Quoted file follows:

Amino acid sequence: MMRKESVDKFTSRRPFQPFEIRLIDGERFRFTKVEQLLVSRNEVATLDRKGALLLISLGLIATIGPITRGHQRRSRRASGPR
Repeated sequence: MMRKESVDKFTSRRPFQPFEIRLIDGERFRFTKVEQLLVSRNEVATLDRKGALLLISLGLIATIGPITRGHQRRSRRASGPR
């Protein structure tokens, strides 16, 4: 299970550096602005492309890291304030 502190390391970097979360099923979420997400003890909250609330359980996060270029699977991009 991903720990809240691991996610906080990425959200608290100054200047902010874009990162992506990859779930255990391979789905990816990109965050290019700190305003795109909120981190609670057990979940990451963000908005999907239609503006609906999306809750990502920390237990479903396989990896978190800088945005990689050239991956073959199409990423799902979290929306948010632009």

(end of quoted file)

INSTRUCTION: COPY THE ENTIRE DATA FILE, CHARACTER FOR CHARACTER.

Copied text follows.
Amino acid sequence: MMRKESVDKFTSRRPFQPFEIRLIDGERFRFTKVEQLLVSRNEVATLDRKGALLLISLGLIATIGPITRGHQRRSRRASGPR
Repeated sequence: MMRKESVDKFTSRRPFQPFEIRLIDGERFRFTKVEQLLVSRNEVATLDRKGALLLISLGLIATIGPITRGHQRRSRRASGPR
């Protein structure tokens, strides 16, 4: 299970550096602005492309890291304030 502190390391970097979360099923979420997400003890909250609330359980996060270029699977991009 991903720990809240691991996610906080990425959200608290100054200047902010874009990162992506990859779930255990391979789905990816990109965050290019700190305003795109909120981190609670057990979940990451963000908005999907239609503006609906999306809750990502920390237990479903396989990896978190800088945005990689050239991956073959199409990423799902979290929306948010632009």